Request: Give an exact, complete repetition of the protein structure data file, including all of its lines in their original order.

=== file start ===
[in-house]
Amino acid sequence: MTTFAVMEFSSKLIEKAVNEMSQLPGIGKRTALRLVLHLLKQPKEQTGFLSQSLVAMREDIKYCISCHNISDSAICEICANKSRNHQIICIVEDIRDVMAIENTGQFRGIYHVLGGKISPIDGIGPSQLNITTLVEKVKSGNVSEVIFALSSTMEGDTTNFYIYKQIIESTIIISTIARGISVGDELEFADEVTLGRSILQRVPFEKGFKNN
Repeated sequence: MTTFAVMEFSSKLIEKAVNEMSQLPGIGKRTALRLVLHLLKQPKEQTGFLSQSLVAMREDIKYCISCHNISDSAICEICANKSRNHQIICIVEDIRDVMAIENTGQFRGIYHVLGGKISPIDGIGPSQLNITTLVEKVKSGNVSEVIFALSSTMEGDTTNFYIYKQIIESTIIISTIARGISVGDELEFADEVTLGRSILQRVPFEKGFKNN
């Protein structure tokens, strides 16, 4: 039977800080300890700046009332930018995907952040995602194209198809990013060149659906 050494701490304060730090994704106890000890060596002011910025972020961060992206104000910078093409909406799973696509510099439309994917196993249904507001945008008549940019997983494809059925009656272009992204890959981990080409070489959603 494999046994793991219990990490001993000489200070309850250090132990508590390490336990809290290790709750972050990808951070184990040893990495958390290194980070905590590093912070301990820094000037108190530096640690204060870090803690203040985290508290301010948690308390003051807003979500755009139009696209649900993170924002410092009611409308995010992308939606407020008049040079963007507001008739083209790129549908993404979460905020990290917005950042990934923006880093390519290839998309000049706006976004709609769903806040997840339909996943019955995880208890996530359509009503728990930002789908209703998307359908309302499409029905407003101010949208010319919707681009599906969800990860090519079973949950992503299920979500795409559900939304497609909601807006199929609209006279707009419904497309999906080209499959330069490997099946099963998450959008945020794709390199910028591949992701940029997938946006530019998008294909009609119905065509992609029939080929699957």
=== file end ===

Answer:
[in-house]
Amino acid sequence: MTTFAVMEFSSKLIEKAVNEMSQLPGIGKRTALRLVLHLLKQPKEQTGFLSQSLVAMREDIKYCISCHNISDSAICEICANKSRNHQIICIVEDIRDVMAIENTGQFRGIYHVLGGKISPIDGIGPSQLNITTLVEKVKSGNVSEVIFALSSTMEGDTTNFYIYKQIIESTIIISTIARGISVGDELEFADEVTLGRSILQRVPFEKGFKNN
Repeated sequence: MTTFAVMEFSSKLIEKAVNEMSQLPGIGKRTALRLVLHLLKQPKEQTGFLSQSLVAMREDIKYCISCHNISDSAICEICANKSRNHQIICIVEDIRDVMAIENTGQFRGIYHVLGGKISPIDGIGPSQLNITTLVEKVKSGNVSEVIFALSSTMEGDTTNFYIYKQIIESTIIISTIARGISVGDELEFADEVTLGRSILQRVPFEKGFKNN
């Protein structure tokens, strides 16, 4: 039977800080300890700046009332930018995907952040995602194209198809990013060149659906 050494701490304060730090994704106890000890060596002011910025972020961060992206104000910078093409909406799973696509510099439309994917196993249904507001945008008549940019997983494809059925009656272009992204890959981990080409070489959603 494999046994793991219990990490001993000489200070309850250090132990508590390490336990809290290790709750972050990808951070184990040893990495958390290194980070905590590093912070301990820094000037108190530096640690204060870090803690203040985290508290301010948690308390003051807003979500755009139009696209649900993170924002410092009611409308995010992308939606407020008049040079963007507001008739083209790129549908993404979460905020990290917005950042990934923006880093390519290839998309000049706006976004709609769903806040997840339909996943019955995880208890996530359509009503728990930002789908209703998307359908309302499409029905407003101010949208010319919707681009599906969800990860090519079973949950992503299920979500795409559900939304497609909601807006199929609209006279707009419904497309999906080209499959330069490997099946099963998450959008945020794709390199910028591949992701940029997938946006530019998008294909009609119905065509992609029939080929699957």